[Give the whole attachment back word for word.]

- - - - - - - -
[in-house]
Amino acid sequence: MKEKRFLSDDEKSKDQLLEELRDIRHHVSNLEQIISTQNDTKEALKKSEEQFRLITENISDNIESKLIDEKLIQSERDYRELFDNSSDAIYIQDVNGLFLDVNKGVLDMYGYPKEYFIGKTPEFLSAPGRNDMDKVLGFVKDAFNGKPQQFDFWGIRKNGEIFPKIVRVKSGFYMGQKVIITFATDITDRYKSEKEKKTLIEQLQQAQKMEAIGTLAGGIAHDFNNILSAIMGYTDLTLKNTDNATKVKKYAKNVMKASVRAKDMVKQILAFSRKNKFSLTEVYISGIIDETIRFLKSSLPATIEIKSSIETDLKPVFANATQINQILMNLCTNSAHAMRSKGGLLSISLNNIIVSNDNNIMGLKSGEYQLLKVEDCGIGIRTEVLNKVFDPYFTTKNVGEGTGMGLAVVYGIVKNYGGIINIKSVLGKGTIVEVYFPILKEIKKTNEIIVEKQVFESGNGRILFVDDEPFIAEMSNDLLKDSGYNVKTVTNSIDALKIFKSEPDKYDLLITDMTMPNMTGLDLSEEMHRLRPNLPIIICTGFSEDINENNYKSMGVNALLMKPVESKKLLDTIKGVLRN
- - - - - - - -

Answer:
[in-house]
Amino acid sequence: MKEKRFLSDDEKSKDQLLEELRDIRHHVSNLEQIISTQNDTKEALKKSEEQFRLITENISDNIESKLIDEKLIQSERDYRELFDNSSDAIYIQDVNGLFLDVNKGVLDMYGYPKEYFIGKTPEFLSAPGRNDMDKVLGFVKDAFNGKPQQFDFWGIRKNGEIFPKIVRVKSGFYMGQKVIITFATDITDRYKSEKEKKTLIEQLQQAQKMEAIGTLAGGIAHDFNNILSAIMGYTDLTLKNTDNATKVKKYAKNVMKASVRAKDMVKQILAFSRKNKFSLTEVYISGIIDETIRFLKSSLPATIEIKSSIETDLKPVFANATQINQILMNLCTNSAHAMRSKGGLLSISLNNIIVSNDNNIMGLKSGEYQLLKVEDCGIGIRTEVLNKVFDPYFTTKNVGEGTGMGLAVVYGIVKNYGGIINIKSVLGKGTIVEVYFPILKEIKKTNEIIVEKQVFESGNGRILFVDDEPFIAEMSNDLLKDSGYNVKTVTNSIDALKIFKSEPDKYDLLITDMTMPNMTGLDLSEEMHRLRPNLPIIICTGFSEDINENNYKSMGVNALLMKPVESKKLLDTIKGVLRN